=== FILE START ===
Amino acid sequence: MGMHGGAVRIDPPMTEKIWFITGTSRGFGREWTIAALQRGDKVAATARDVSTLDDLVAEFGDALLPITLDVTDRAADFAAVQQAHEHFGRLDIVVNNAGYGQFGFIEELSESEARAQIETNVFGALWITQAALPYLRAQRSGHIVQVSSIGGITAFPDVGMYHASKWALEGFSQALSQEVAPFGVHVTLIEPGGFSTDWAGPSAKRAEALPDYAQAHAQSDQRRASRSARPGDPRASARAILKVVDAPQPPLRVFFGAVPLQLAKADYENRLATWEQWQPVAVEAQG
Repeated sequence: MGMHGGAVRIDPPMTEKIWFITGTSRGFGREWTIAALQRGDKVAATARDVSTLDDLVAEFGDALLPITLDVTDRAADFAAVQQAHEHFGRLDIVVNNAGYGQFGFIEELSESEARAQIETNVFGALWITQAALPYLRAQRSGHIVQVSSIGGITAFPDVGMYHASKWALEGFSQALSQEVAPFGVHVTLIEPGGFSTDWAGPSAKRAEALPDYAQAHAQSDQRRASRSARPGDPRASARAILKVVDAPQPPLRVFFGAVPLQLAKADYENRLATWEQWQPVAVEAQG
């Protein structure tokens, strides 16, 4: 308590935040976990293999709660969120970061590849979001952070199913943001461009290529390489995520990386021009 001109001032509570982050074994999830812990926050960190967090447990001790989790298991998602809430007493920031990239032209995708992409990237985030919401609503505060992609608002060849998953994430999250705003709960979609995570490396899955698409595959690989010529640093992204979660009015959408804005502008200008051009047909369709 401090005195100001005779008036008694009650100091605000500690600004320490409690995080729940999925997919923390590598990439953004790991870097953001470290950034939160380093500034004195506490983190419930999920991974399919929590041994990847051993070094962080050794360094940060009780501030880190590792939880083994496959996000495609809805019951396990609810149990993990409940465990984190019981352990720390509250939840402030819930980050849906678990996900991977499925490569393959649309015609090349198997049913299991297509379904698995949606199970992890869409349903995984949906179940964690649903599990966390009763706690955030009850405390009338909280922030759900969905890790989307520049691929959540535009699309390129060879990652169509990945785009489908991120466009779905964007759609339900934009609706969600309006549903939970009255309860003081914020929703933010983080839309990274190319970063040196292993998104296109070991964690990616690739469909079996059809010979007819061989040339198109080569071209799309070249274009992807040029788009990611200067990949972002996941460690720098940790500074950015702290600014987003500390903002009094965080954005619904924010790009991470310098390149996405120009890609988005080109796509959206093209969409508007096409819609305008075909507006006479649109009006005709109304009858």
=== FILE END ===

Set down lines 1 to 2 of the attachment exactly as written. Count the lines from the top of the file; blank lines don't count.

Amino acid sequence: MGMHGGAVRIDPPMTEKIWFITGTSRGFGREWTIAALQRGDKVAATARDVSTLDDLVAEFGDALLPITLDVTDRAADFAAVQQAHEHFGRLDIVVNNAGYGQFGFIEELSESEARAQIETNVFGALWITQAALPYLRAQRSGHIVQVSSIGGITAFPDVGMYHASKWALEGFSQALSQEVAPFGVHVTLIEPGGFSTDWAGPSAKRAEALPDYAQAHAQSDQRRASRSARPGDPRASARAILKVVDAPQPPLRVFFGAVPLQLAKADYENRLATWEQWQPVAVEAQG
Repeated sequence: MGMHGGAVRIDPPMTEKIWFITGTSRGFGREWTIAALQRGDKVAATARDVSTLDDLVAEFGDALLPITLDVTDRAADFAAVQQAHEHFGRLDIVVNNAGYGQFGFIEELSESEARAQIETNVFGALWITQAALPYLRAQRSGHIVQVSSIGGITAFPDVGMYHASKWALEGFSQALSQEVAPFGVHVTLIEPGGFSTDWAGPSAKRAEALPDYAQAHAQSDQRRASRSARPGDPRASARAILKVVDAPQPPLRVFFGAVPLQLAKADYENRLATWEQWQPVAVEAQG